Many years ago, I had an opportunity to travel to Tangier, Morocco. Although I had and have traveled to many different countries over the years, Morocco was an especially interesting and eye-opening experience.
Tangier serves as Europe’s gateway to Africa. It’s an interesting blend of cultures and influences that are unique in Morocco.
Mention Tangier to any worldly traveler and you might get a startled look: It was long considered a bit sleezy and, well, mysterious – partly because of its time as a semi-independent international zone that appealed to flamboyant travelers, artists and spies. For many years, it had an unsavory reputation and visitors, while attracted to its seedy allure, didn’t tend to stay for extended visits!
In more recent years, however, things have changed, due to investments into the city. There’s a new business construction, along with a new TGB train line to Casablanca. But when I visited, things were still a little “iffy.” It made for a totally exciting adventure!
I took a very high-speed ferry from Spain to Morocco and arriving was, in and of itself, an experience. We were greeted by locals hustling their wares – wading out to meet the ferry, selling everything you could imagine. Even very small children met the boat and were so adorable, it was difficult to resist.
But I found resisting was absolutely a MUST because, once you bought something from one, you were besieged by everyone else. It was like flies to honey! They swarmed you! It was worse when we left – like they knew it was their last chance to get that final sale!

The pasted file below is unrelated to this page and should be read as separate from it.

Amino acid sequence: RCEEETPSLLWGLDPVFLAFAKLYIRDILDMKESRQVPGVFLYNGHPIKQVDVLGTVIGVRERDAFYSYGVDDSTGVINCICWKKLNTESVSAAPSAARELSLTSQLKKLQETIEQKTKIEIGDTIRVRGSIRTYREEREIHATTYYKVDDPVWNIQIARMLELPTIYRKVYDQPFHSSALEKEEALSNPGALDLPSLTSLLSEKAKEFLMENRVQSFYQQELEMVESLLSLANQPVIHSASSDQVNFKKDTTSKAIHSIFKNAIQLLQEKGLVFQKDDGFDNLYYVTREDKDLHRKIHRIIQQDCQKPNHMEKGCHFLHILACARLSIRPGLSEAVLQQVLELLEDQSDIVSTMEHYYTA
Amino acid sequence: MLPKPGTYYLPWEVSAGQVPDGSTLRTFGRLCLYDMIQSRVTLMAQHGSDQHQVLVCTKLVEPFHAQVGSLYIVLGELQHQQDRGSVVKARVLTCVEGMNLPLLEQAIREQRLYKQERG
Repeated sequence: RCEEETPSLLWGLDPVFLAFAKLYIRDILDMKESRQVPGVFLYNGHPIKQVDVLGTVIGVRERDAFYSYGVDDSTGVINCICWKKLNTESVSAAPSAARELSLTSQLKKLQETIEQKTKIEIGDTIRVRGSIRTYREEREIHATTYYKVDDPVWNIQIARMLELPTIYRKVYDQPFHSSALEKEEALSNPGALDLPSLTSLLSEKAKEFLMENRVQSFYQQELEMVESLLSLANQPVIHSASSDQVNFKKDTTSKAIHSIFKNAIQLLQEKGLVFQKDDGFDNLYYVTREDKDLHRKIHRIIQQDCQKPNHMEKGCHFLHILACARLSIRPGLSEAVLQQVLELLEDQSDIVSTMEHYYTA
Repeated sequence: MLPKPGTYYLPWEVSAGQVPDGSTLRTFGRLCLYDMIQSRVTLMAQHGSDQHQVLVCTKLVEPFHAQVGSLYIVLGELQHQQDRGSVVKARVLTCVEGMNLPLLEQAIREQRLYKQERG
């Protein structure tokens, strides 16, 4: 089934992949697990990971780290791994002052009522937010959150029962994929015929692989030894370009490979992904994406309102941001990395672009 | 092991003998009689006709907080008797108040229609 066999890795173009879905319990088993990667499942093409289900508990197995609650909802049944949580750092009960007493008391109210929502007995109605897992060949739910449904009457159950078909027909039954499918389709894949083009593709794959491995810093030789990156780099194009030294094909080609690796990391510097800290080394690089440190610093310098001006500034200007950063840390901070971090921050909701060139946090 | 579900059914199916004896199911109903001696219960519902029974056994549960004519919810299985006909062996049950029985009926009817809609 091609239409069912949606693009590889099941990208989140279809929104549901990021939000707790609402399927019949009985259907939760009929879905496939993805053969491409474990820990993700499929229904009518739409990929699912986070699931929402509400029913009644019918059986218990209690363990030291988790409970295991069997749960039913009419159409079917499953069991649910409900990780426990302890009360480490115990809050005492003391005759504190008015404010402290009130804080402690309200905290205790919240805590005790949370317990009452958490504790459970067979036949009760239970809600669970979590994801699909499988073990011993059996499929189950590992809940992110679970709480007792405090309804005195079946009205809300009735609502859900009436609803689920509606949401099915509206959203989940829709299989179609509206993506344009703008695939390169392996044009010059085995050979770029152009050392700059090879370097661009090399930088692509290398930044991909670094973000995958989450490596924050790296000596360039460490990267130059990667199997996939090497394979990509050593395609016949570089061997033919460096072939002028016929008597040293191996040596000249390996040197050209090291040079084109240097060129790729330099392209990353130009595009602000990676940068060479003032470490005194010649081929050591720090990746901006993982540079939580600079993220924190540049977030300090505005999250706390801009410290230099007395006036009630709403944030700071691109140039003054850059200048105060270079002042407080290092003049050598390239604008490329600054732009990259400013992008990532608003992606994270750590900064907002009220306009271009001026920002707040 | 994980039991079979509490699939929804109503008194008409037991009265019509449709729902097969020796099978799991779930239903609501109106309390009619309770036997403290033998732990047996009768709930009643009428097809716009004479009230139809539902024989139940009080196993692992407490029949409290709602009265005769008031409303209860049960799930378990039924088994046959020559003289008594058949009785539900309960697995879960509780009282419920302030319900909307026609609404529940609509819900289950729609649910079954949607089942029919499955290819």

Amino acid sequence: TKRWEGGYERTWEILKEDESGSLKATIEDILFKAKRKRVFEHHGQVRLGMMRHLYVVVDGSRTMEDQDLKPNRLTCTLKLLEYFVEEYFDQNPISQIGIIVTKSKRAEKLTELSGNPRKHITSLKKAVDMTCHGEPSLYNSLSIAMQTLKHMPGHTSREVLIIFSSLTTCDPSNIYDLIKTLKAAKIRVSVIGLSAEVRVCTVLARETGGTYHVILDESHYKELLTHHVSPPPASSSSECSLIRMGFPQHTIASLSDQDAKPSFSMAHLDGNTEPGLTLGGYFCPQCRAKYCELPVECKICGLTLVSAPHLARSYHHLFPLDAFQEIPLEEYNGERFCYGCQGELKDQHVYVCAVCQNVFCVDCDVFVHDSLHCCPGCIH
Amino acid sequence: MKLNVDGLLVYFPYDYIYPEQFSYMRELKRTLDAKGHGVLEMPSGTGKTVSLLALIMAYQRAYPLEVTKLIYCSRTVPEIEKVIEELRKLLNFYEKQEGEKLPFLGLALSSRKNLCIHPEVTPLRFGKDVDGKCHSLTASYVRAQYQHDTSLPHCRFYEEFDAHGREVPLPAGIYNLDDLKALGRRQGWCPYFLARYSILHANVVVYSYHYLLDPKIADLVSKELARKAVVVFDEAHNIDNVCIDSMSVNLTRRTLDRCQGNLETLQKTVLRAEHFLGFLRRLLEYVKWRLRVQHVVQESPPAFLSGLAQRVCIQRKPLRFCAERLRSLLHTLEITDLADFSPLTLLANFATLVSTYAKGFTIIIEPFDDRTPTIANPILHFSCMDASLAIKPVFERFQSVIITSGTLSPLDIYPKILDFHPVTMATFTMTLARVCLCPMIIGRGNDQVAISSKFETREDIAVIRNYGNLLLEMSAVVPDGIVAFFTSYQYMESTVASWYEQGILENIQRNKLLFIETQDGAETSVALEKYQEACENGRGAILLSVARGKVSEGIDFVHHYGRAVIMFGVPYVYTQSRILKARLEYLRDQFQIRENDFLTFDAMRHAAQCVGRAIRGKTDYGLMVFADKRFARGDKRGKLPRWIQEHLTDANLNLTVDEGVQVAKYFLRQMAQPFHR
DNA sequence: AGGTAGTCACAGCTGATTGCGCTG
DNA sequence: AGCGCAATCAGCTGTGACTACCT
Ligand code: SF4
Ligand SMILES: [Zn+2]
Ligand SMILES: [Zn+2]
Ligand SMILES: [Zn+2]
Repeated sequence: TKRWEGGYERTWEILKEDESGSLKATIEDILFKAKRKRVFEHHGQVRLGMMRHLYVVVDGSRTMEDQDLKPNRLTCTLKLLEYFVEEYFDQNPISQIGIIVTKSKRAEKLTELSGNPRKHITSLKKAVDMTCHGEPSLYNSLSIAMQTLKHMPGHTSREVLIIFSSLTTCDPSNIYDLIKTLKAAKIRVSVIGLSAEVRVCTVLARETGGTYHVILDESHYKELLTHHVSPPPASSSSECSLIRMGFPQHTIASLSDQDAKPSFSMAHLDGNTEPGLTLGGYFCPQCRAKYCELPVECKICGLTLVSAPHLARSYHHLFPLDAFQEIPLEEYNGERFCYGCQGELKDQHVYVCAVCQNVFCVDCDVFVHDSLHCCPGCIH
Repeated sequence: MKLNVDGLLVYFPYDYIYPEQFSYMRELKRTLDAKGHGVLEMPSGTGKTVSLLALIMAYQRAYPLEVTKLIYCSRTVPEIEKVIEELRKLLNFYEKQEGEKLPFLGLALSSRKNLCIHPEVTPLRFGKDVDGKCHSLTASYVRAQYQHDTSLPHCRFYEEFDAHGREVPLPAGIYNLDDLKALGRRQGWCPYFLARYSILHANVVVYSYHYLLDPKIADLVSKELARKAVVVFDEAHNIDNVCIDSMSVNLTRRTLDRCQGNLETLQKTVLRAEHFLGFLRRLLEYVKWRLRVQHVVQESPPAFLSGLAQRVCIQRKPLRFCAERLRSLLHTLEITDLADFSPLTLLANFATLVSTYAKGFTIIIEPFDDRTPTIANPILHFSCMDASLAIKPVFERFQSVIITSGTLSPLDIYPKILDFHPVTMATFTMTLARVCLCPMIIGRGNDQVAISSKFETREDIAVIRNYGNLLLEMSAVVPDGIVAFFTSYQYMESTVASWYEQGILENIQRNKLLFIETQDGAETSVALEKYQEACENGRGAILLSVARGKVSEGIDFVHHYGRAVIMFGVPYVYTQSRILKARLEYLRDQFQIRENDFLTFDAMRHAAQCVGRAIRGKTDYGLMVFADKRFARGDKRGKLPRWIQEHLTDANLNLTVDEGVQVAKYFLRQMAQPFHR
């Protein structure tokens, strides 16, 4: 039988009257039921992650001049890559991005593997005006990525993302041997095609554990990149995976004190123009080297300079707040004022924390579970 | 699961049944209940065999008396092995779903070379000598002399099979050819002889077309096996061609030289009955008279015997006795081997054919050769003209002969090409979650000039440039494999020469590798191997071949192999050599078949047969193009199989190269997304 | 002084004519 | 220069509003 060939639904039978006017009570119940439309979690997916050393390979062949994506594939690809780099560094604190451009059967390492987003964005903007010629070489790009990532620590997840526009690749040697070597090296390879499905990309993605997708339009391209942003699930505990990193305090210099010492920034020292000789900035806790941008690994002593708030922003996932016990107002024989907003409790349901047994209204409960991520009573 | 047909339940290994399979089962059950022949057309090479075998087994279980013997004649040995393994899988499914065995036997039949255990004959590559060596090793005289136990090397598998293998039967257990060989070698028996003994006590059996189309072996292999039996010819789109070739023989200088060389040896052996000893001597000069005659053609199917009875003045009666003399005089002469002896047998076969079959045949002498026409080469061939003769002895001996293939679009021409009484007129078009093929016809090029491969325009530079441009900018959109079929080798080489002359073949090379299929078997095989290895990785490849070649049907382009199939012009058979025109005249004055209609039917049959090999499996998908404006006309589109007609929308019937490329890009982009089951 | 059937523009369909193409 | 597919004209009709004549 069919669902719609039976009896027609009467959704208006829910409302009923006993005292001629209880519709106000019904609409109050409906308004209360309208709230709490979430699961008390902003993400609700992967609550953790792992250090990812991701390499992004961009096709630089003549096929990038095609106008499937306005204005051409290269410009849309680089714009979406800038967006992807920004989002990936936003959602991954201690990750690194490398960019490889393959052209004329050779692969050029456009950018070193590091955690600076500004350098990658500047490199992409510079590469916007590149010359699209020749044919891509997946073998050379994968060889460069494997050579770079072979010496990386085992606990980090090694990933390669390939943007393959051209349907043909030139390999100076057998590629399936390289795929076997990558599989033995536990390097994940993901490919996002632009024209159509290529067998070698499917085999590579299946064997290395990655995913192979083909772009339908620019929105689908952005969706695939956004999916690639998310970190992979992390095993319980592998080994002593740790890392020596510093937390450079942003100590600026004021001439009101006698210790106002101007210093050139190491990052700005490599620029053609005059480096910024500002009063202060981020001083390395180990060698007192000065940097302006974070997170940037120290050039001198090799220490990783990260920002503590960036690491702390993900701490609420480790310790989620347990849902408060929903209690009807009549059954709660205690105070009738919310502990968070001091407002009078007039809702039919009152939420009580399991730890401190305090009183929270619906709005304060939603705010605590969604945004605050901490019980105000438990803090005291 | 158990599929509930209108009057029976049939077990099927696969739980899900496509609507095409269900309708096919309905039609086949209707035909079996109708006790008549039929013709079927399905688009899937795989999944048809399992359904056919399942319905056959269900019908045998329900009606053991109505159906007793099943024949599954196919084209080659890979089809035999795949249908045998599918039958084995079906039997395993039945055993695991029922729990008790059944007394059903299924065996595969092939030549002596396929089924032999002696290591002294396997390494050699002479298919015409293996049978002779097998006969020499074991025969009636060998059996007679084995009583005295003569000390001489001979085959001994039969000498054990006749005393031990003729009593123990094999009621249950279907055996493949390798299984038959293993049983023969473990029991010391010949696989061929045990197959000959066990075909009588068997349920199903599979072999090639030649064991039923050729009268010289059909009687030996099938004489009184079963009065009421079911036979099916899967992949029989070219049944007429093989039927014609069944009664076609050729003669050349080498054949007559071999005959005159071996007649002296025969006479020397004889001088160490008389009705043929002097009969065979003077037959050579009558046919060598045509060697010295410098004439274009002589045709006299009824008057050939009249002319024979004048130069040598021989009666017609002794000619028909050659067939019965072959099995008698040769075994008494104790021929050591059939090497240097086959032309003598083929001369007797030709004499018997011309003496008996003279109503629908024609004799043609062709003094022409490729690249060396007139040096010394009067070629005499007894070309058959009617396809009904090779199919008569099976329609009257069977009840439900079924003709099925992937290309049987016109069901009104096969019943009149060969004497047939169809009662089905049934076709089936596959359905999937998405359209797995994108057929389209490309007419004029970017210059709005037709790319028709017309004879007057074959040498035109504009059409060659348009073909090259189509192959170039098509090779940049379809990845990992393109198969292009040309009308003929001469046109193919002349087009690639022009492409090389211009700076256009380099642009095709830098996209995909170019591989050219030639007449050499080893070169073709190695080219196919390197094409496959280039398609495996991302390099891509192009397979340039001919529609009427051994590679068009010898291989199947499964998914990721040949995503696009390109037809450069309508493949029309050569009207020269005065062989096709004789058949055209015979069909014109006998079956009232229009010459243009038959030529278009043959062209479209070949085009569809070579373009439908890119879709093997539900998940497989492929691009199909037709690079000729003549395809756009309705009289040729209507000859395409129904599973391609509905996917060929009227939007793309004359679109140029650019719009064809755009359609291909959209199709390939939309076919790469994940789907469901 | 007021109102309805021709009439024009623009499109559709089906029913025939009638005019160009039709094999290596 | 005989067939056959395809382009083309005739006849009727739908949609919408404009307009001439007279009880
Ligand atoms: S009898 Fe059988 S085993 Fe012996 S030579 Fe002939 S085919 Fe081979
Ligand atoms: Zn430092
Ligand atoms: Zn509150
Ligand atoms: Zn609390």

I’d never seen anyone with leprosy until I visited Morocco. It was shocking and heartbreaking to see both elderly and very young victims sitting on the curbs and in doorways. The depth of poverty was truly startling.
Conversely, the culture was beautiful and entrancing. One memory that sticks out in my mind is when we stopped for lunch at a local restaurant. I was with a tour group that consisted of tourists from France, Germany, and Spain. I was the only American. I was also the only one who sampled the local fare – the others were totally resistant to trying anything “new” or “foreign.” The garlic chicken with couscous was amazing, as were the steamed local vegetables and honey-laden dessert. I didn’t drink the heavy, fragrant tea they served (I wasn’t 100% certain about the quality of the water used to seep the tea!), but that was the only part of the meal I turned down. Because I was a willing sampler, the staff were extremely friendly toward me – unlike their response to my traveling companions who turned their noses up at the culinary offerings. I learned there and then to always be open to new foods – you miss so many wonderful experiences otherwise!
There are a few places you’ll want to take the time to visit should you find yourself in Morocco:
The Medina – the old walled city – is bustling with alleyways full of shops, teahouses and brothels (remember, it IS a port city!). You can find plenty of souvenirs here – although the deals aren’t as great as you’ll find elsewhere.
The American Legation: The United States established a diplomatic mission in Tangier in 1821. The American Legation is now a museum, located in the southwest corner of the The Medina. There’s some amazing art featured here, including a room dedicated to Paul Bowles and works by Eugene Delacroix, Yves Saint Laurent, and James McBeay.